You might remember the sales associate who walks around Macy’s and asks you if you need help with anything. I usually respond with, “I am just looking. Thank you” and move on. But if you did speak with them, this is how the conversation might go —
“Yes, please! Can you help me find some shirts.”
“Yeah, dress shirts.”
“Well, I prefer darker colors.”
“Do you have any french cuffs?”
“Well, actually can I see that one in a light color.”
And this keeps going until they help you locate the shirt you like.
Now imagine repeating the same process, but instead, you use Google to look up some shirts for you. Google shows some ads and gives you a list of links. It doesn’t ask you any follow-up questions, but instead, gives you 4 billion links to choose from. This Web Search experience is very different from the human search experience with the Sales Associate.
The Google Assistant isn’t much help either in this scenario. It’s more conversational than the search engine, but there is no way to further refine the results by asking a follow-up question.
If we go to the basics real quick, Search engines can be one of two types —
Web search is what we typically use every day (Google, Bing) to search the entire internet. Enterprise Search (Algolia) is what we use inside our companies to search through a focused and finite data set within a company’s network. But both of these Search engines are quite transactional. The user asks for something specific and the engine delivers the results. There are no intermediate steps before the results are delivered and there are no follow-ups after the results are delivered.
- Ask the user for clarification if the original request was too broad and provide narrower, higher quality results
- Understand a follow-up request to be a continuation of the original request
- Personalize the experience for every user and provide better results tailored to them
- Recommend next question(s) that the user can ask
This is especially useful for Enterprises, which have a large but finite amount of information to search through. The stakes for knowledge discovery are higher and the information being searched for is technical in nature.
We considered all of these possibilities when we started building the search capabilities in Nesh. Nesh had always been Conversational so we built on that fundamental quality to develop her new skill sets.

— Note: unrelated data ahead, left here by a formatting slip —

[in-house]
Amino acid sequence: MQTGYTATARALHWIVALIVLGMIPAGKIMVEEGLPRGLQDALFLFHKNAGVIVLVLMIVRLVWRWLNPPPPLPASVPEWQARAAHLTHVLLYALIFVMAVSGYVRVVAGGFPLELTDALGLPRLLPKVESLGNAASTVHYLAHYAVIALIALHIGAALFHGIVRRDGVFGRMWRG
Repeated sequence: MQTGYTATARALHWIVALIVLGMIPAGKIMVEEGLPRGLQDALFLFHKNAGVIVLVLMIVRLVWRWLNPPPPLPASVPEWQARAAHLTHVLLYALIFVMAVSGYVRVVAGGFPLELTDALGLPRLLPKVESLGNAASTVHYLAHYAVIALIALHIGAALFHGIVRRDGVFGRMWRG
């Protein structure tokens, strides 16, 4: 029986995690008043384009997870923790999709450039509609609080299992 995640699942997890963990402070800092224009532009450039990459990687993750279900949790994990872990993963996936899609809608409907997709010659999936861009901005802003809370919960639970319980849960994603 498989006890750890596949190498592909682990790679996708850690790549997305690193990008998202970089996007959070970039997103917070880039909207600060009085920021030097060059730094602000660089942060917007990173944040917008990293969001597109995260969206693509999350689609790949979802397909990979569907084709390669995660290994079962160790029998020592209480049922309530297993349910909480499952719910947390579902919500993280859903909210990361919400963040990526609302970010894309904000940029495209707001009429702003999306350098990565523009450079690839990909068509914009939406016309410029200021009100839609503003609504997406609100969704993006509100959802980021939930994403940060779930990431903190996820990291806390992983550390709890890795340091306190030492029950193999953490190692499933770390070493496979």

Disambiguation — Clarify when something is not clear
If you ask an open-ended question that can generate vague results, Nesh will come back and ask you to be more specific. These specific options are generated from the data sources that Nesh has been connected to and dynamically adjusts based on the user’s previous selections.
Even if your question is specific, Nesh will try and double-check if you want to look into something a bit more pointed. Her goal is to provide you with the exact answer and not just a multitude of options.
Carry Context — Understand a follow-up request to be a continuation of the original request
If you ask a question and then ask another question, the search platform should be able to tell if this is a continuation of the previous question or a new unrelated question. Here we see disambiguation happen on the first step where Nesh asks to specify the data frequency. Then context carry happens on the next step where Exxon is appended while persisting all the previous choices.
Another example of context carry is where the same question doesn’t need to be repeated, and Nesh is able to figure out that it needs to look at the climate change data for another company.
Conversational search can enable enterprises to more effectively interact with their data and proceed with the confidence that they have the right information driving their strategy.
To help businesses more effectively interact with their data, Nesh has built a Conversational AI Platform for Search and Analytics designed to find answers to your technical and business questions 10x faster via the power of Natural Language Processing.
To find out more on how Nesh can help your team go to —